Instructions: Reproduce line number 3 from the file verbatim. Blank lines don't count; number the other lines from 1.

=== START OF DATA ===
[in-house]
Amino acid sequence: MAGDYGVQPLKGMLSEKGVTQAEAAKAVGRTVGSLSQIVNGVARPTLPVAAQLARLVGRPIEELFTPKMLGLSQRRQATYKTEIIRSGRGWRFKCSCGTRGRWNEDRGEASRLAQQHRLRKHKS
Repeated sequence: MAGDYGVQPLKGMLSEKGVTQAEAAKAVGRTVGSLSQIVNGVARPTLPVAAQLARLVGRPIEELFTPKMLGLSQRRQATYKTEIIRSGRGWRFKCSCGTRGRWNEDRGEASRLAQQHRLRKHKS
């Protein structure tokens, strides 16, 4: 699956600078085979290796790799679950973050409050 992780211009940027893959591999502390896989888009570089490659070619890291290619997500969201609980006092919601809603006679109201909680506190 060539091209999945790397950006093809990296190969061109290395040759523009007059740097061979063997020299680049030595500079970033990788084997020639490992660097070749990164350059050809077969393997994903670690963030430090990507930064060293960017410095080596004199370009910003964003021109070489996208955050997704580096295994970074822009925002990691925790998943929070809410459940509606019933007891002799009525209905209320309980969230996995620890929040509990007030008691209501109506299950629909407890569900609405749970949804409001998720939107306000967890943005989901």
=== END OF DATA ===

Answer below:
Repeated sequence: MAGDYGVQPLKGMLSEKGVTQAEAAKAVGRTVGSLSQIVNGVARPTLPVAAQLARLVGRPIEELFTPKMLGLSQRRQATYKTEIIRSGRGWRFKCSCGTRGRWNEDRGEASRLAQQHRLRKHKS